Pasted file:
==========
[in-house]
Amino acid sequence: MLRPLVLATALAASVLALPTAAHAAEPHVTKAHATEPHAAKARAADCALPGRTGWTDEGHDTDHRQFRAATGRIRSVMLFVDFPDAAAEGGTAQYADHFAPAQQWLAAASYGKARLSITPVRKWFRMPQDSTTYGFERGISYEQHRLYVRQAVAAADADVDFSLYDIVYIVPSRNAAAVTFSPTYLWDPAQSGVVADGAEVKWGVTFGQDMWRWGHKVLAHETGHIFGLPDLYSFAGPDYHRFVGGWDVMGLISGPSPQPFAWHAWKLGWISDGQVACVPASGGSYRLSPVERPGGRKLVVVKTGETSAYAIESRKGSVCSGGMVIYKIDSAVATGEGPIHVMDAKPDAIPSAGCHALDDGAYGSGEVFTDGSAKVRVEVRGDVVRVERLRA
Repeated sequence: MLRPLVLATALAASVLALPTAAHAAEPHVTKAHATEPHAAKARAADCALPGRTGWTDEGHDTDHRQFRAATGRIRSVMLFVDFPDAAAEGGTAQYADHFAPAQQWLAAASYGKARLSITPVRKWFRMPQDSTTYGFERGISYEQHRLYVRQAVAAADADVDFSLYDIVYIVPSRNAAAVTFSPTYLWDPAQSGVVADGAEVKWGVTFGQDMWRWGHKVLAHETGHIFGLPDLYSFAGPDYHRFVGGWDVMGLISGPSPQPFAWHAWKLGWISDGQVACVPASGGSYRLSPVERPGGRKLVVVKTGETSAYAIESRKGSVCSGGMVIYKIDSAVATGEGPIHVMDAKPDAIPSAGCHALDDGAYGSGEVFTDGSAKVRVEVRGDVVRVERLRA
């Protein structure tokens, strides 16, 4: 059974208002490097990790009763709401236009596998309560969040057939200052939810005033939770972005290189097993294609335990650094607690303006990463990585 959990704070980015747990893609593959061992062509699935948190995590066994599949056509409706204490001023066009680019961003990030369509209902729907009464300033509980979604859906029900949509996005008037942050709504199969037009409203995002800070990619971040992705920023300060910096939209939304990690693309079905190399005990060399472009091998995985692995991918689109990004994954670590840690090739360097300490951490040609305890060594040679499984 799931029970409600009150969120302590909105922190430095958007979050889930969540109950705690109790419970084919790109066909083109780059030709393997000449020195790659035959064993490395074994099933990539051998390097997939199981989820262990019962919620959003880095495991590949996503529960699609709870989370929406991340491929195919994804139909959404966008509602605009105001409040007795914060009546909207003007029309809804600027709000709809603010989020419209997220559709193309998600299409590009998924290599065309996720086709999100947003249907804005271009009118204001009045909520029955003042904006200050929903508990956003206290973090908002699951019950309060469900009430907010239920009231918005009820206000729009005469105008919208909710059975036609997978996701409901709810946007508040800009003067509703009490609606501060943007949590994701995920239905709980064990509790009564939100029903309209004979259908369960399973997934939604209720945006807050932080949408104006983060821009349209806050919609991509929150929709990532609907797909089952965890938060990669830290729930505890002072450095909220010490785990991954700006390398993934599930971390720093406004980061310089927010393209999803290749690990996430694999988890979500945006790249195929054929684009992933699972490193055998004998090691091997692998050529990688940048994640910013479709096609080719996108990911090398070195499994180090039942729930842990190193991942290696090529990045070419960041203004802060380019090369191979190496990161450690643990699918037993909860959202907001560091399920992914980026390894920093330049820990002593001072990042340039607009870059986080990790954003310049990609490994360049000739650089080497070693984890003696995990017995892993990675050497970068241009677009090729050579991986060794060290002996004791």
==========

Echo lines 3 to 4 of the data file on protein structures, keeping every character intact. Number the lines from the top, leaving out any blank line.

Repeated sequence: MLRPLVLATALAASVLALPTAAHAAEPHVTKAHATEPHAAKARAADCALPGRTGWTDEGHDTDHRQFRAATGRIRSVMLFVDFPDAAAEGGTAQYADHFAPAQQWLAAASYGKARLSITPVRKWFRMPQDSTTYGFERGISYEQHRLYVRQAVAAADADVDFSLYDIVYIVPSRNAAAVTFSPTYLWDPAQSGVVADGAEVKWGVTFGQDMWRWGHKVLAHETGHIFGLPDLYSFAGPDYHRFVGGWDVMGLISGPSPQPFAWHAWKLGWISDGQVACVPASGGSYRLSPVERPGGRKLVVVKTGETSAYAIESRKGSVCSGGMVIYKIDSAVATGEGPIHVMDAKPDAIPSAGCHALDDGAYGSGEVFTDGSAKVRVEVRGDVVRVERLRA
């Protein structure tokens, strides 16, 4: 059974208002490097990790009763709401236009596998309560969040057939200052939810005033939770972005290189097993294609335990650094607690303006990463990585 959990704070980015747990893609593959061992062509699935948190995590066994599949056509409706204490001023066009680019961003990030369509209902729907009464300033509980979604859906029900949509996005008037942050709504199969037009409203995002800070990619971040992705920023300060910096939209939304990690693309079905190399005990060399472009091998995985692995991918689109990004994954670590840690090739360097300490951490040609305890060594040679499984 799931029970409600009150969120302590909105922190430095958007979050889930969540109950705690109790419970084919790109066909083109780059030709393997000449020195790659035959064993490395074994099933990539051998390097997939199981989820262990019962919620959003880095495991590949996503529960699609709870989370929406991340491929195919994804139909959404966008509602605009105001409040007795914060009546909207003007029309809804600027709000709809603010989020419209997220559709193309998600299409590009998924290599065309996720086709999100947003249907804005271009009118204001009045909520029955003042904006200050929903508990956003206290973090908002699951019950309060469900009430907010239920009231918005009820206000729009005469105008919208909710059975036609997978996701409901709810946007508040800009003067509703009490609606501060943007949590994701995920239905709980064990509790009564939100029903309209004979259908369960399973997934939604209720945006807050932080949408104006983060821009349209806050919609991509929150929709990532609907797909089952965890938060990669830290729930505890002072450095909220010490785990991954700006390398993934599930971390720093406004980061310089927010393209999803290749690990996430694999988890979500945006790249195929054929684009992933699972490193055998004998090691091997692998050529990688940048994640910013479709096609080719996108990911090398070195499994180090039942729930842990190193991942290696090529990045070419960041203004802060380019090369191979190496990161450690643990699918037993909860959202907001560091399920992914980026390894920093330049820990002593001072990042340039607009870059986080990790954003310049990609490994360049000739650089080497070693984890003696995990017995892993990675050497970068241009677009090729050579991986060794060290002996004791």